A recession in Latin America and the Caribbean (LAC) that rivals the Great Depression of 1930, will follow the COVID-19 pandemic, according to the United Nations’ Economic Commission for Latin America and the Caribbean (ECLAC), with The Bahamas’ gross domestic product (GDP) estimated to decline by 6.8 percent.
The commission has projected, in a special COVID-19 report titled “Quantifying the impact of COVID-19 with a view to reactivation”, that the entire Caribbean’s GDP will decline by 1.5 percent, brought on by decreased demand for tourism services.
As for the entire LAC region, ECLAC has projected a GDP contraction of 5.3 percent, which is more than the five percent drop during the Great Depression.
This is the second study in less than a month that ECLAC has completed on the regional impact of COVID-19 on international trade, commodity prices, tourism, employment and remittances.
With regional unemployment projected to jump 11.5 percent and poverty to increase by 4.5 percent, the commission suggested specific monetary and fiscal measures to help countries avoid the collapse of their economic systems.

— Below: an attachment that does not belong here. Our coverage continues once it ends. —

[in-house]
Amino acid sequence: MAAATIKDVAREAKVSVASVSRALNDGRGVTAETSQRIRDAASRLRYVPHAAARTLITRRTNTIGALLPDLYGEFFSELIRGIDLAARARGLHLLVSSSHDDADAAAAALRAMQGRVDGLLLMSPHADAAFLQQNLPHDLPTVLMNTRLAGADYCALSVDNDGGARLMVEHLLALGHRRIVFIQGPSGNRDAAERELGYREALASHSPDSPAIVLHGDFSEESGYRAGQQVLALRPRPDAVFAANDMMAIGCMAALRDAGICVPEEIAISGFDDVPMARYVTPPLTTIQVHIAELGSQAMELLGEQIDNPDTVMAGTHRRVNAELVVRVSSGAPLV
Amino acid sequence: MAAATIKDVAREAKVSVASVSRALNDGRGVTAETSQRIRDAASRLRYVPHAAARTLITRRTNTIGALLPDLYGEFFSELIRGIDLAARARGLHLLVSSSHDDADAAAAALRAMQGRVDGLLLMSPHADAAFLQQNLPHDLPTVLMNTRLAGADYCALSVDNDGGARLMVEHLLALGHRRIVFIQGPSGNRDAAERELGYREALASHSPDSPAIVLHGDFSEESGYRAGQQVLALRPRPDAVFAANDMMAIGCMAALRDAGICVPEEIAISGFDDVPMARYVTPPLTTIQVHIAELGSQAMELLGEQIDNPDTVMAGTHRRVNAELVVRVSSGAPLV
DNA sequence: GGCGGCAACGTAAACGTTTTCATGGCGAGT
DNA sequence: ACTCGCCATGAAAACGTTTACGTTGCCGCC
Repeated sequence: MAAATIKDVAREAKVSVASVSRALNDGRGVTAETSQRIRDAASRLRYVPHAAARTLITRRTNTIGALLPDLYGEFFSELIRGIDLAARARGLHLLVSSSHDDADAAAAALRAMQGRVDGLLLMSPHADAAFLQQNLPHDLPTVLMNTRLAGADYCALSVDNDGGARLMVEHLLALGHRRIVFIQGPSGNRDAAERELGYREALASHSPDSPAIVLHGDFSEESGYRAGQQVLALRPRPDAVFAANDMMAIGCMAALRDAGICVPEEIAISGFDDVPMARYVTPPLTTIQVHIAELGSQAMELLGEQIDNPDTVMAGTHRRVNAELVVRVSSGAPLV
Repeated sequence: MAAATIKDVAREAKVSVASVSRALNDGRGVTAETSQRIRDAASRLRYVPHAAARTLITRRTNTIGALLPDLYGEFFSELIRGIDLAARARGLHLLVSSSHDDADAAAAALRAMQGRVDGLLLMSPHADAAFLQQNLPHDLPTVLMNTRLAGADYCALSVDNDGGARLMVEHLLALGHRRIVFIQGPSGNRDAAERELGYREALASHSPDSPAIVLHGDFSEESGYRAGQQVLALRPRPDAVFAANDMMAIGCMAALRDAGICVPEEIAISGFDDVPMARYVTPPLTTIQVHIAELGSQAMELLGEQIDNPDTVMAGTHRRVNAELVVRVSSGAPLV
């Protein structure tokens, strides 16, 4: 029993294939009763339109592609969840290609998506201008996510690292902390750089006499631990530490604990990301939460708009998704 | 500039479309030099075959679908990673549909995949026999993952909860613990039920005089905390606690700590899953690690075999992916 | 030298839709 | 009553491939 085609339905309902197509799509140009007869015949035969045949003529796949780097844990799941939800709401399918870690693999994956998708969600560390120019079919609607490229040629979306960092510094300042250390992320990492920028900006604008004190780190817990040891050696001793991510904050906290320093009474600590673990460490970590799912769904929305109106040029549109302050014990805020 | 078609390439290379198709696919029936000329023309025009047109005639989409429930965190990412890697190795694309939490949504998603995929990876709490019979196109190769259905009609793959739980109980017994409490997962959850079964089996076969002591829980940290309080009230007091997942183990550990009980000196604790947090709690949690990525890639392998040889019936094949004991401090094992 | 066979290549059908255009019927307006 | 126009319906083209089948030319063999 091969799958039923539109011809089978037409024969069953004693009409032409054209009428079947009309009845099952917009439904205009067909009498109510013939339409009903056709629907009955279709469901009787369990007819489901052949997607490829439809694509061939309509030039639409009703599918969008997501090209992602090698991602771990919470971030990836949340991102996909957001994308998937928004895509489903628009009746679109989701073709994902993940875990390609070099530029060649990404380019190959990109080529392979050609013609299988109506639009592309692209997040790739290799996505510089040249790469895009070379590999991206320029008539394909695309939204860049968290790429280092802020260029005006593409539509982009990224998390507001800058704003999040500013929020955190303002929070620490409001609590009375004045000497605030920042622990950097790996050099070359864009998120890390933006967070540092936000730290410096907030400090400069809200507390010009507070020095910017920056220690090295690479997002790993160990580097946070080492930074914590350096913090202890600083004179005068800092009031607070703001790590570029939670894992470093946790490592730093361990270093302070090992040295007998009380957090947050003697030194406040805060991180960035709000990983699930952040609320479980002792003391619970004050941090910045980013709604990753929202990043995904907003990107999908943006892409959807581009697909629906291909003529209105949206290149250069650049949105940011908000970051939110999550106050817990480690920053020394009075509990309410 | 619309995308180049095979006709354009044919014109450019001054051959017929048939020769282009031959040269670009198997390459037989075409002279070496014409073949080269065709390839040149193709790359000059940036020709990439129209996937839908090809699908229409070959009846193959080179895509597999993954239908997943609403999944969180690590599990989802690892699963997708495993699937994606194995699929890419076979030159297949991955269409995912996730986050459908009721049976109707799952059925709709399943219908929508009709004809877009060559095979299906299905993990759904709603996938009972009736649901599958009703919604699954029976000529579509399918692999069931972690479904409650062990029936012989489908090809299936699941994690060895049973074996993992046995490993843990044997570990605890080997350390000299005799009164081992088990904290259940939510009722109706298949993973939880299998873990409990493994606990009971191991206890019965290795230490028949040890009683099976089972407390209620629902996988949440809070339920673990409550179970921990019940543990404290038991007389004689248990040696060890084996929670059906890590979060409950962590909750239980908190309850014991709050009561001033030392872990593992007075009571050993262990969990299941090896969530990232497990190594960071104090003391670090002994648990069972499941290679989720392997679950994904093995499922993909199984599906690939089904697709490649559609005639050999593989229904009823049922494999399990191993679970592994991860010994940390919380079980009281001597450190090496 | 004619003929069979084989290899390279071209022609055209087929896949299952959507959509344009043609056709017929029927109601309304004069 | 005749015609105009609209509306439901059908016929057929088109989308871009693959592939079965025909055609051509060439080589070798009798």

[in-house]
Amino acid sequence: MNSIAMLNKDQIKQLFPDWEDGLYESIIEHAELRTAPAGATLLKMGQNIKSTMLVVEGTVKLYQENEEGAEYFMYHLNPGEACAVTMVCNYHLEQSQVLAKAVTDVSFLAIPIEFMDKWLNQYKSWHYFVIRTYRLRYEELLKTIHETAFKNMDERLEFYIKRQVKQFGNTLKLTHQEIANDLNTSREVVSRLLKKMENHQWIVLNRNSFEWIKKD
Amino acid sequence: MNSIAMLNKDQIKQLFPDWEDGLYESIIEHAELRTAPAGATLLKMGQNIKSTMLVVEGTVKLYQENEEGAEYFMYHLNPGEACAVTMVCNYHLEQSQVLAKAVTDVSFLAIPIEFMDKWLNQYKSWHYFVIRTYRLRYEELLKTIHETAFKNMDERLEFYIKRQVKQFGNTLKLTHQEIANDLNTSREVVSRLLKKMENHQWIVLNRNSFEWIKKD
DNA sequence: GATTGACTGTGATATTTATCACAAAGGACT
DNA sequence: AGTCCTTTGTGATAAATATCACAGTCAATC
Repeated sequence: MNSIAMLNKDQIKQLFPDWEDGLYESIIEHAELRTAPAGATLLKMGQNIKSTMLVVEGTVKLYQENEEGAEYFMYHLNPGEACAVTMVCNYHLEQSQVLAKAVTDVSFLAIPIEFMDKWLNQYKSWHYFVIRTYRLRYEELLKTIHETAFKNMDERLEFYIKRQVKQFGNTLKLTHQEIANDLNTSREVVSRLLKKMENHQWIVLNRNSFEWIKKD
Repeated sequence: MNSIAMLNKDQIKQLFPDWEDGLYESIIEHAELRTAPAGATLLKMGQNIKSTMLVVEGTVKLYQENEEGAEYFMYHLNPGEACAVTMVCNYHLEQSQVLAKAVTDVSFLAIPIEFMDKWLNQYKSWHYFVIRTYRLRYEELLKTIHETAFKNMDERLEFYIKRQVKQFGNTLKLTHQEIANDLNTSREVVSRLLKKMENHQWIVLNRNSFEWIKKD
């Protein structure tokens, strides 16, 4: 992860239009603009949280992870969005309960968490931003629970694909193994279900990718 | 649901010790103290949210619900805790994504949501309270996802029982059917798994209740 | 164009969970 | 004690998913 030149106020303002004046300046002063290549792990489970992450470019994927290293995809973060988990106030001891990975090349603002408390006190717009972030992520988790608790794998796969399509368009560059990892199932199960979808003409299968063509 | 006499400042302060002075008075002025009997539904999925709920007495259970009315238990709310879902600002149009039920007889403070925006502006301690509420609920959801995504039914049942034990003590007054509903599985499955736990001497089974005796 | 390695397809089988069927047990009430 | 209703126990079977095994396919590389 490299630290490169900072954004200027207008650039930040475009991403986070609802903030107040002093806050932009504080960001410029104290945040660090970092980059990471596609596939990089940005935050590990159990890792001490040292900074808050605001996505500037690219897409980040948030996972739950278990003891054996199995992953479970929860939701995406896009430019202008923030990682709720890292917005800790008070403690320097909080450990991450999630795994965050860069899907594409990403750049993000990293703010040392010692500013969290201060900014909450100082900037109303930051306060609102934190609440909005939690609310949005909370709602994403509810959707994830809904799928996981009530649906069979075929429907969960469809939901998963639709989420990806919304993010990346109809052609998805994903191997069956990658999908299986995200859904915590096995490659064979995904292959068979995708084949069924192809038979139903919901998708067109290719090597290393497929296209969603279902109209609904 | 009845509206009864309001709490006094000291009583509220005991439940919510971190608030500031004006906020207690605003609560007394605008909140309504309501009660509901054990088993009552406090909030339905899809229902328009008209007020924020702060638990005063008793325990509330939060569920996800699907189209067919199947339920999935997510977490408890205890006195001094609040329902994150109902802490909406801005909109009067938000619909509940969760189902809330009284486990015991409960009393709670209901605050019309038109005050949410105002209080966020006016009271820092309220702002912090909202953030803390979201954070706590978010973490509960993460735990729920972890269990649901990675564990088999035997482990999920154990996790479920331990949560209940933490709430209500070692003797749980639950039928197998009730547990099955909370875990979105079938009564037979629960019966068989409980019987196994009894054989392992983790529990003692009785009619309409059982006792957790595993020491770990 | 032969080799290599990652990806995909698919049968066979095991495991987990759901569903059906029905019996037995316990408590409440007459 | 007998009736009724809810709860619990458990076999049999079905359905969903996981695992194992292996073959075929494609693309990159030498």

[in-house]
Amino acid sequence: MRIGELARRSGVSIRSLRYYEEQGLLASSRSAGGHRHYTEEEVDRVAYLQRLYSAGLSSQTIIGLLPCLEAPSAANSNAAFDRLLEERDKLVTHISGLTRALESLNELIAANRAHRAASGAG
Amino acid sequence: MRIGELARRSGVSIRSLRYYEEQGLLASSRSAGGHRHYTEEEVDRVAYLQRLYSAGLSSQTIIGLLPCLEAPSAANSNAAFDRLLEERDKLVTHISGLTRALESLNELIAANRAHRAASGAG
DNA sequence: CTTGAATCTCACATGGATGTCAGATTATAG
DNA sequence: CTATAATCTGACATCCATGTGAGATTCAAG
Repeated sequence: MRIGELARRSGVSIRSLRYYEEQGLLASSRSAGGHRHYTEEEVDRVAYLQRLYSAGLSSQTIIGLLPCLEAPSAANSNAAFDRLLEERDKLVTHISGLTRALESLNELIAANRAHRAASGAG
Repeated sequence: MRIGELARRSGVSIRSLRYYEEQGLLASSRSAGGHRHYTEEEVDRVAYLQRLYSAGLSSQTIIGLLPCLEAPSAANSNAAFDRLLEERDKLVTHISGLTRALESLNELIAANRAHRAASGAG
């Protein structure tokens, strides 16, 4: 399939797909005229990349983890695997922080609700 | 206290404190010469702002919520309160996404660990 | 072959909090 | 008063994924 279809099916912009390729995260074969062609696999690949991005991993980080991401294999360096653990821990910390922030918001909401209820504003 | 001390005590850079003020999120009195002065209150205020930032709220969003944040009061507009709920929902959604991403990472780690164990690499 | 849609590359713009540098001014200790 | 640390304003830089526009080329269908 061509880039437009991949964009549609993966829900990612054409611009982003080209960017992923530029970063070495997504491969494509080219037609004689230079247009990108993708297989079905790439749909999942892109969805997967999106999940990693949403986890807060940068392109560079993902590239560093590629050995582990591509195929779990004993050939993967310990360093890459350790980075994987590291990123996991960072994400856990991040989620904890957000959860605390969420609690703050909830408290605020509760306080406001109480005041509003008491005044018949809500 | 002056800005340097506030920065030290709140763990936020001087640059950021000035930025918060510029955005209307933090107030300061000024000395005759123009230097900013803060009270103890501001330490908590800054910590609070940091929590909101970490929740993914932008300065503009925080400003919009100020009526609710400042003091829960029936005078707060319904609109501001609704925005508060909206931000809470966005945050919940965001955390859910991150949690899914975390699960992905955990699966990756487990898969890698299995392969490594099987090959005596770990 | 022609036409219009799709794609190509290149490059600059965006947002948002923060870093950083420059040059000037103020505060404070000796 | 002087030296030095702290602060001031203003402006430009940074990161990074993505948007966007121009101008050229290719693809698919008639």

“Policy makers must broaden their toolkits and increase co-ordination between governments and central banks to finance packages through the purchase of public securities or the use of external assets to finance emergency spending increases,” the report suggests.
“In addition, adapt macroprudential instruments to ease exchange rate volatility and excessive currency depreciation to avoid destabilizing capital movements.”
The ECLAC report notes that the global economy will become more regionalized because of the COVID-19 pandemic and as a result, more regional integration is required in the post-COVID-19 world.
“The region’s future should be shaped on the new economic geography to reduce dependence on imported manufactures and develop regional value chains,” the report noted.
“There is a need for industrial policies that allow the region to strengthen production capabilities and create new strategic sectors. In order to have an impact on the new global economy, the region must advance towards greater integration in production, trade and technology.”
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